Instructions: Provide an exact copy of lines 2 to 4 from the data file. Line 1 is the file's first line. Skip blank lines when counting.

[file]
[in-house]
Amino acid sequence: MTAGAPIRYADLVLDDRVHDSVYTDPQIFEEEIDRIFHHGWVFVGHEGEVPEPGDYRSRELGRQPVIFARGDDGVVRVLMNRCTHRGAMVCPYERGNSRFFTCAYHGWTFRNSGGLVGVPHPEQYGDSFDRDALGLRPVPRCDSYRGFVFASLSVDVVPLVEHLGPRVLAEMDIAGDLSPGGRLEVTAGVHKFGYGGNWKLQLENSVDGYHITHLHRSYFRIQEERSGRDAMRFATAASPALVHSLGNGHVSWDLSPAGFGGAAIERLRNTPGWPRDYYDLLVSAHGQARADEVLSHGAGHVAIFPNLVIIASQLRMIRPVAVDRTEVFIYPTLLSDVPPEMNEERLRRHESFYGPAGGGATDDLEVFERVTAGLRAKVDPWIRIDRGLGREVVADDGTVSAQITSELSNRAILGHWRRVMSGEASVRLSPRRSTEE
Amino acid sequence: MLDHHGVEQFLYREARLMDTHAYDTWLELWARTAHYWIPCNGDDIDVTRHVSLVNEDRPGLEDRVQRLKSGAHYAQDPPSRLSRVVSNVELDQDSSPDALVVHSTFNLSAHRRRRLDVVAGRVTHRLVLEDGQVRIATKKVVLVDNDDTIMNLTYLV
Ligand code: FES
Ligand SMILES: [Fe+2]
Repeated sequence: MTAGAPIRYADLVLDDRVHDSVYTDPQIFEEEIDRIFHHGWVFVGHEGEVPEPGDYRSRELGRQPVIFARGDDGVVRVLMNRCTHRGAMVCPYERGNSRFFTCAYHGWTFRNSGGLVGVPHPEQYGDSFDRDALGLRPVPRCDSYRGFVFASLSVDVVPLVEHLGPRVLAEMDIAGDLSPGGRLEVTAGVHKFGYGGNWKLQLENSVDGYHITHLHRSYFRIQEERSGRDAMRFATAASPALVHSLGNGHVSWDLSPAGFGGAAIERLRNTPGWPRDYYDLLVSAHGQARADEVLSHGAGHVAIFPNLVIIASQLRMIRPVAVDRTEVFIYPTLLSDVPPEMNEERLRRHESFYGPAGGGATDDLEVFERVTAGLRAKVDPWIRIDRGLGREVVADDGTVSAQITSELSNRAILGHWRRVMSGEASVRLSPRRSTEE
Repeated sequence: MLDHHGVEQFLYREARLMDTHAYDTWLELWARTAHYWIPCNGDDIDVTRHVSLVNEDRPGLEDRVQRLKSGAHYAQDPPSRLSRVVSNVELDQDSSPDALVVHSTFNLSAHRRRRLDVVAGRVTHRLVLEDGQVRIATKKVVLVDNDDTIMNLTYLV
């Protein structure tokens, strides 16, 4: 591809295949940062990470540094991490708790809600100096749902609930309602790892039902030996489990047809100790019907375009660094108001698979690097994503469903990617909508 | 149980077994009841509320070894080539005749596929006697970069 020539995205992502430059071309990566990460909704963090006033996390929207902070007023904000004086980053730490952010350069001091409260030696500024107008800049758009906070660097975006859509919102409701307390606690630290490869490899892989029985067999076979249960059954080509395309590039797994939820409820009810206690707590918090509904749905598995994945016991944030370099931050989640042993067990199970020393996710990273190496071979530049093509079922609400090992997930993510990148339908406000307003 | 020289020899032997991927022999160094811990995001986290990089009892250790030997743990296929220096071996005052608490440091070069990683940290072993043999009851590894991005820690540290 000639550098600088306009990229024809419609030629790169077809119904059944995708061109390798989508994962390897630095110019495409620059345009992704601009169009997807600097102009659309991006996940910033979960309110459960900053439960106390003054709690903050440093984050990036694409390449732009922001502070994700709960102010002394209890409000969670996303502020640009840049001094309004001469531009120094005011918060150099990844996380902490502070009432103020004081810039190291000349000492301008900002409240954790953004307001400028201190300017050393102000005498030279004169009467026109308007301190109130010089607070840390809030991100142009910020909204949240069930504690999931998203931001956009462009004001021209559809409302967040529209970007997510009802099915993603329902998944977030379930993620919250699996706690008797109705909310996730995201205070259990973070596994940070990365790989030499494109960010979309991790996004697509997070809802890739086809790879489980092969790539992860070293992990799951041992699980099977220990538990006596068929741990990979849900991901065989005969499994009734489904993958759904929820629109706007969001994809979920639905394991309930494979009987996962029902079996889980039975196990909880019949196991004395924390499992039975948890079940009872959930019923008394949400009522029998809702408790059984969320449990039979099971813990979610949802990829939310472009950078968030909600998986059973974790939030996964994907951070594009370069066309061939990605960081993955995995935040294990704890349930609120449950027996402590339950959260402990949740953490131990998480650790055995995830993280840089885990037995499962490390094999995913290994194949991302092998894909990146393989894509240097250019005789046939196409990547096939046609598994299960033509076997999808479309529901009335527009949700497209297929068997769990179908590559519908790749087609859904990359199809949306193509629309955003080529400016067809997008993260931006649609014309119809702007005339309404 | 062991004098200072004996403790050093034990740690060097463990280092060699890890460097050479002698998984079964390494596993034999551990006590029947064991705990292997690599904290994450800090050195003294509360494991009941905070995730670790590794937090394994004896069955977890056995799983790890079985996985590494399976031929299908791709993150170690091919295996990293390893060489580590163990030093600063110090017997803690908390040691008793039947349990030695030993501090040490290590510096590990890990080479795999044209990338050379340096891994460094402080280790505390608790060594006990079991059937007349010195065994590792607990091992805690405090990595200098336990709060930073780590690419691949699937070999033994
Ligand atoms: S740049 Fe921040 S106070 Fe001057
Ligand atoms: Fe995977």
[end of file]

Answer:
Amino acid sequence: MTAGAPIRYADLVLDDRVHDSVYTDPQIFEEEIDRIFHHGWVFVGHEGEVPEPGDYRSRELGRQPVIFARGDDGVVRVLMNRCTHRGAMVCPYERGNSRFFTCAYHGWTFRNSGGLVGVPHPEQYGDSFDRDALGLRPVPRCDSYRGFVFASLSVDVVPLVEHLGPRVLAEMDIAGDLSPGGRLEVTAGVHKFGYGGNWKLQLENSVDGYHITHLHRSYFRIQEERSGRDAMRFATAASPALVHSLGNGHVSWDLSPAGFGGAAIERLRNTPGWPRDYYDLLVSAHGQARADEVLSHGAGHVAIFPNLVIIASQLRMIRPVAVDRTEVFIYPTLLSDVPPEMNEERLRRHESFYGPAGGGATDDLEVFERVTAGLRAKVDPWIRIDRGLGREVVADDGTVSAQITSELSNRAILGHWRRVMSGEASVRLSPRRSTEE
Amino acid sequence: MLDHHGVEQFLYREARLMDTHAYDTWLELWARTAHYWIPCNGDDIDVTRHVSLVNEDRPGLEDRVQRLKSGAHYAQDPPSRLSRVVSNVELDQDSSPDALVVHSTFNLSAHRRRRLDVVAGRVTHRLVLEDGQVRIATKKVVLVDNDDTIMNLTYLV
Ligand code: FES